Here we are:
If they are speaking about Rocky Mountain oysters, Cowboy caviar, or Prairie oysters, they not speak about a dish that come from the ocean. In fact, these “oysters” come from the underside of a bull. In American West and Western Canada, castrate the bulls for eating their testicles for legendary snacking is usual. Most gourmands enjoy their testicles battered, fried, and served with ketchup, cocktail sauce, hot sauce, or mayonnaise.
The oysters come from a necessary process in the cattle industry, in fact castrating bulls is important for controlling the bovine population and limiting aggressive behavior. Moreover, some cattle owners wait to see if they would like to breed their animals, so there are a variety of sizes of bull testicles. Cooks normally tend to slice bigger balls before frying, while the smaller ones can be battered and fried whole. People who love Rocky Mountain oysters describe them like a texture akin to calamari, with a light flavor halfway between chicken and venison.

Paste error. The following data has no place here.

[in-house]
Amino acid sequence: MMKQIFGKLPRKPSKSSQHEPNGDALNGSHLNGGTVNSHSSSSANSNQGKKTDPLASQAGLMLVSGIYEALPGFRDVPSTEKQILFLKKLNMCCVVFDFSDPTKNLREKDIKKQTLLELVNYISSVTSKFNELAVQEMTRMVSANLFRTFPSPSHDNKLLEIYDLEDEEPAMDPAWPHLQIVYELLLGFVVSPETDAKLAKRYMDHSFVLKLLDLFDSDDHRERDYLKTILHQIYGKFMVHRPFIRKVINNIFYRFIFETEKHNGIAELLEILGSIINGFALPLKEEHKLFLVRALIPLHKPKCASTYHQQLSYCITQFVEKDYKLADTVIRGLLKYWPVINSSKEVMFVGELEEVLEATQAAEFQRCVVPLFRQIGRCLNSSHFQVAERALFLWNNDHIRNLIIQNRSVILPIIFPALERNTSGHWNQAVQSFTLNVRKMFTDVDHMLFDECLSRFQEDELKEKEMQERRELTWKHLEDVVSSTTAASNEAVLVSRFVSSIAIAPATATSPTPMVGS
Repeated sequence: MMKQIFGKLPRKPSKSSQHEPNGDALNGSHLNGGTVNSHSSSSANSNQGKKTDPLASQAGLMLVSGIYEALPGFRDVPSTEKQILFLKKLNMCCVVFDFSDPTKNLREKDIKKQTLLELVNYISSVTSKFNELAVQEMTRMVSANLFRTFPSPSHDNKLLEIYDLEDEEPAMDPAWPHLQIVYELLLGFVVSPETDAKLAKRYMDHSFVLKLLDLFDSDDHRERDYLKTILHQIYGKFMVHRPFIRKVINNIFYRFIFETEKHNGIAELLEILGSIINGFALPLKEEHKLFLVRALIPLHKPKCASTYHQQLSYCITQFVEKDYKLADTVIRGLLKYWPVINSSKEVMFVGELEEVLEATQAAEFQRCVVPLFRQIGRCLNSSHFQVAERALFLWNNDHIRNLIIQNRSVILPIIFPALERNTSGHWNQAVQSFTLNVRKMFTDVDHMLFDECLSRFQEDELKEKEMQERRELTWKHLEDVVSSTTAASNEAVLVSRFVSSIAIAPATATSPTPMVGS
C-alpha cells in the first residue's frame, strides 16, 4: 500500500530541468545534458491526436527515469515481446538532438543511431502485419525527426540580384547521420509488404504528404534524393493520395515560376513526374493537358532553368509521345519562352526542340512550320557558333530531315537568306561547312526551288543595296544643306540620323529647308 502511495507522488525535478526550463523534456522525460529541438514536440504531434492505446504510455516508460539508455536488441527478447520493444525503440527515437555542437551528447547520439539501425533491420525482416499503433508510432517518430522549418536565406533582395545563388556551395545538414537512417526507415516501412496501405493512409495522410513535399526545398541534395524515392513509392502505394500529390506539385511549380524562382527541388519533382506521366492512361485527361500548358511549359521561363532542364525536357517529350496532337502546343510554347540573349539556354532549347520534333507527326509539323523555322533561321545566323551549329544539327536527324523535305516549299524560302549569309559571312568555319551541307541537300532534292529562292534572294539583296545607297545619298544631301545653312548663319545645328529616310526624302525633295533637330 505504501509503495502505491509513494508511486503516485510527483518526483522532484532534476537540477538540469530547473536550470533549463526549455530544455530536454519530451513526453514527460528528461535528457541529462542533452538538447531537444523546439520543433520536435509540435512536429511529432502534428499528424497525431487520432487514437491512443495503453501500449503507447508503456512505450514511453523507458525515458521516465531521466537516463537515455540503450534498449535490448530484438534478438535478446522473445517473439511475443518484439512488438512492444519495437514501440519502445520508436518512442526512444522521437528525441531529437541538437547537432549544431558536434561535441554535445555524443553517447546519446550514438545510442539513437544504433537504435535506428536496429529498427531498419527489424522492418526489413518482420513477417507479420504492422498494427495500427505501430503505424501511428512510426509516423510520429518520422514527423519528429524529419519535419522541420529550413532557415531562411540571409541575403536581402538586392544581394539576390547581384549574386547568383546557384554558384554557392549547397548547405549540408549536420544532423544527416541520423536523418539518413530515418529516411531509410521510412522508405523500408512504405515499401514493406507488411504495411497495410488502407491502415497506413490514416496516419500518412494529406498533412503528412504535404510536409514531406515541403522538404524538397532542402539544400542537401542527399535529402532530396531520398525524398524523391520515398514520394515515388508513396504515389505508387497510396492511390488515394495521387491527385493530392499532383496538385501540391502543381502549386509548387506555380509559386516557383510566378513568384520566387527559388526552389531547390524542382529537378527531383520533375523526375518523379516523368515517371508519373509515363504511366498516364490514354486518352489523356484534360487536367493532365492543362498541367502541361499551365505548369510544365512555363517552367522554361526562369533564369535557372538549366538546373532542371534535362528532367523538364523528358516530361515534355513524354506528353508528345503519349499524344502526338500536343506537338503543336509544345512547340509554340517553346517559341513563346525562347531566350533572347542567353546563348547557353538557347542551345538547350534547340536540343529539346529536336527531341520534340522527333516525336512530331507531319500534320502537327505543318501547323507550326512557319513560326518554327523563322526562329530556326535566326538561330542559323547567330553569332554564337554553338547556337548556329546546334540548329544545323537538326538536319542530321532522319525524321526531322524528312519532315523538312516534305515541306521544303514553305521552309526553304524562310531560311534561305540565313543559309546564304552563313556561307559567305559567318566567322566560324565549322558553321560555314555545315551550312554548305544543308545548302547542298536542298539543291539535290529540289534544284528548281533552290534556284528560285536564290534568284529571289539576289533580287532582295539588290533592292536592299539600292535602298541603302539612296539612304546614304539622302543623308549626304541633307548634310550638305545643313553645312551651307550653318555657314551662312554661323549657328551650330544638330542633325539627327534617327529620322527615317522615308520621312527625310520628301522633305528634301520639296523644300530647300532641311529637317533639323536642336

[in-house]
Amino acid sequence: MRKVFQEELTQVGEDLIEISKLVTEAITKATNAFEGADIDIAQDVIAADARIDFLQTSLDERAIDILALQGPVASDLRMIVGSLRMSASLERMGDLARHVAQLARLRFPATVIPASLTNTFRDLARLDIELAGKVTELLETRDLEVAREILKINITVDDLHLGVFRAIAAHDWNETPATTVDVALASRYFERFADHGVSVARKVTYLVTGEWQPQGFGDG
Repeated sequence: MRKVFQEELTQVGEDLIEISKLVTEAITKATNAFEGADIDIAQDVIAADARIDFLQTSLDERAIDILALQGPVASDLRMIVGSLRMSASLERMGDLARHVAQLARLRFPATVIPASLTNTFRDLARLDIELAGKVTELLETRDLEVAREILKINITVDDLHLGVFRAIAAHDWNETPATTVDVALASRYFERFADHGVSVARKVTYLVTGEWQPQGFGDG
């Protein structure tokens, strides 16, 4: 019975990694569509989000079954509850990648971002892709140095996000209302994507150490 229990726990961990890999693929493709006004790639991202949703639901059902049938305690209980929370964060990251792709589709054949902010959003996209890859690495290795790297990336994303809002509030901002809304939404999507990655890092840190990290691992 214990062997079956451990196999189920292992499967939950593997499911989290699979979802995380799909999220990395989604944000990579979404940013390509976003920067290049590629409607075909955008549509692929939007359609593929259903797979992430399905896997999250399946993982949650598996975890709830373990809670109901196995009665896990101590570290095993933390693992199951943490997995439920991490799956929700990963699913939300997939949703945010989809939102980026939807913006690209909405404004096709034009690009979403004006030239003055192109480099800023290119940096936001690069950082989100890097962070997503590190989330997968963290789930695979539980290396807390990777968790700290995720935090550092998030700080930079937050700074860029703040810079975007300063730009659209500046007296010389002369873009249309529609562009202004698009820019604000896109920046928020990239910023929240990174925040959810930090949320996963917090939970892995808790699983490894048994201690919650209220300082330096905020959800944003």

No one know if the recipe was born from a will to don’t waste any food, or a funny cowboy joke, but americans are proud of their “oysters”. Exists in fact one Montana cookbook that offers 74 recipes for cooking the balls. There is also a Testicle festivals, or “Testy Fests,” where Rocky Mountain oysters also abound, and with cheeky themes like “Legends of the Ball,” “The Original Sack Lunch,” and “Nuttin’ Better,” guests can enjoy all-you-can eat “oysters” or watch live testicle-eating competitions.
There are lot of different ways to find the testicles: for example at Coors Field, in Denver, Colorado, where Rockies’ games consistently offer the snack. Or, nearby at Wynkoop Brewery, where there is the Rocky Mountain Oyster Stout, a beer brewed with two BPB (i.e. two bull balls per barrel).
A curiosity…in these zones, at the bar, the singular of prairie oysters, a “prairie oyster” is a cocktail made with raw egg yolk and popular as a hangover cure! Be careful, if you want order the balls….! 😀